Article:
Short-term Treatment of Cocaine and/or Methamphetamine Abuse With Vigabatrin: Ocular Safety Pilot Results

Institute of Ophthalmology and Visual Science, University of Medicine and Dentistry of New Jersey-New Jersey Medical School, 90 Bergen Street, Newark, NJ 07103, USA.
Archives of Ophthalmology (Impact Factor: 4.4). 10/2006; 124(9):1257-62. DOI: 10.1001/archopht.124.9.1257
Source: PubMed


To evaluate the ocular safety of short-term use of vigabatrin to treat cocaine and/or methamphetamine addiction.
Individuals who were actively using cocaine and/or methamphetamine were eligible for enrollment. Enrolled subjects were scheduled for comprehensive eye examinations at the beginning and end of the study. Visual field testing was performed at baseline and 1 week, 4 weeks, 8 weeks, and 1 month or more after discontinuing vigabatrin. Twenty-eight subjects received at least 1 dose of vigabatrin; however, only 20 subjects continued beyond the initial escalating vigabatrin dose phase to the treatment phase. Of these 20 subjects, 18 completed the study with full follow-up. Visual fields were evaluated subjectively by 2 glaucoma specialists and analyzed objectively for group and individual changes in quadrant mean sensitivity. The objective analysis was also repeated for superior field quadrants after excluding the uppermost peripheral points to minimize the eyelid effect. The main outcome measures were change of visual field, visual acuity, and ocular adverse effects.
Vigabatrin seemed to help treat cocaine and/or methamphetamine addiction. Of 18 subjects, 16 had negative test results for cocaine and methamphetamine use during the last 6 weeks of the trial. No ocular adverse events were detected. The subjective evaluation did not reveal visual field constriction in any of the 18 evaluable participants. Objective group and individual analyses for quadrant mean sensitivity did not show any change from baseline in any quadrant. No changes in visual acuity were noted.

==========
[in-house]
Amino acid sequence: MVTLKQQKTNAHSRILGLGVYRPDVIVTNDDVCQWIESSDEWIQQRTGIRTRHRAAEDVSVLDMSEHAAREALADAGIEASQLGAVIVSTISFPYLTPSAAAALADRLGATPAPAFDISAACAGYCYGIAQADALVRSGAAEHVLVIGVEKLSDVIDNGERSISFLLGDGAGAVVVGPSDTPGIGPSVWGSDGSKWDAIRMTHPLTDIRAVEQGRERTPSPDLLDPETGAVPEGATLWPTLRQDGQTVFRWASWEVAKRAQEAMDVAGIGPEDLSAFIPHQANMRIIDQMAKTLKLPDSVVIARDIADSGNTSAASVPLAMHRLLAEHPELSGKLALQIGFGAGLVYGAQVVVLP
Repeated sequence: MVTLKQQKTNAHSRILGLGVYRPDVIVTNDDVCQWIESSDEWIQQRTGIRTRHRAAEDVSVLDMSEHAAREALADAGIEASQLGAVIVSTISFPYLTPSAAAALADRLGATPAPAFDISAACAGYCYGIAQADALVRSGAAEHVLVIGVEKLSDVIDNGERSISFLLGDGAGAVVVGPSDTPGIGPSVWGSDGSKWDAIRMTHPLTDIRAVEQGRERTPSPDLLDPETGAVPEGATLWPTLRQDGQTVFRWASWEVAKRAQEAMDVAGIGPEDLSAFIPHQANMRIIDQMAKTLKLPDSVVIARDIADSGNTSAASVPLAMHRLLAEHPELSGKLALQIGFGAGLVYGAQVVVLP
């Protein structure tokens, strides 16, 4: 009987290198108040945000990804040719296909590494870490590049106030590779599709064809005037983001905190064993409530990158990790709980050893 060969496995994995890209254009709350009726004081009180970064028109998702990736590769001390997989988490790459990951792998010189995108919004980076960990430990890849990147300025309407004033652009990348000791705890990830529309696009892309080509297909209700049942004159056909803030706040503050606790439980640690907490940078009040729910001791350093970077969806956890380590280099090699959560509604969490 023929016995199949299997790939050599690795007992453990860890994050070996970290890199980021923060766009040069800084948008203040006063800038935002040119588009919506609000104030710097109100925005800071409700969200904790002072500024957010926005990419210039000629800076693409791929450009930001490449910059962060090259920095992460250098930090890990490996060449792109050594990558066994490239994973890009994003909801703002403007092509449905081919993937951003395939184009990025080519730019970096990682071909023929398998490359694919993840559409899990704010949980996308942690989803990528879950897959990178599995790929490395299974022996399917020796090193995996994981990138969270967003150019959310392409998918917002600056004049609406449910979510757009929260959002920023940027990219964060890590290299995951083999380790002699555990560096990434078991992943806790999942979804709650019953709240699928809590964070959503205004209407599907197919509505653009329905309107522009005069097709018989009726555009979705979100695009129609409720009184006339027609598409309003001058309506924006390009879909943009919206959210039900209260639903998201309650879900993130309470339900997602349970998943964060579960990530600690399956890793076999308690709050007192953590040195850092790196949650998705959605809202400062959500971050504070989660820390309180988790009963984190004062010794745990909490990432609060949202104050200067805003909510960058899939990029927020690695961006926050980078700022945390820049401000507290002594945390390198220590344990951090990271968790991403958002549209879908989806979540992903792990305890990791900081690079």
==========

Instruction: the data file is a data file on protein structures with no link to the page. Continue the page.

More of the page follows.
In this short-term pilot study, vigabatrin seemed to help treat cocaine and/or methamphetamine abuse. There was no evidence of ocular or visual field adverse effects.

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    • "Although the study delivered promising findings a weakness was the lack of a control group. Another study that examined the same 18 participants for their safety outcomes did not find changes in the visual field or abnormalities in visual acuity or ocular adverse effects (Fechtner et al., 2006). "
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    • "Controlled clinical trials are underway to further evaluate the effects of vigabatrin (Brodie et al., 2005). It should be noted that while visual safety for short term use in cocaine addicts is established (Fechtner et al., 2006), peripheral field damage with long term use is possible (The Royal College of Ophthalmology, 2008). While facilitation of GABA activity shows evidence for reducing cocaine use, it is interesting to note that tiagabine, which blocks presynaptic release of GABA, also decreased cocaine use and increased abstinence rate in two controlled clinical trials (Gonzalez et al., 2007; Gonzalez et al., 2003). "
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    • "Furthermore, for women of childbearing age receiving vigabatrin, the findings can aid informed discussion about potential visual aspects of vigabatrin toxicity . The latter should also be placed in the context of possible unplanned pregnancy in women treated with vigabatrin as an antiaddiction drug (Fechtner et al., 2006). "
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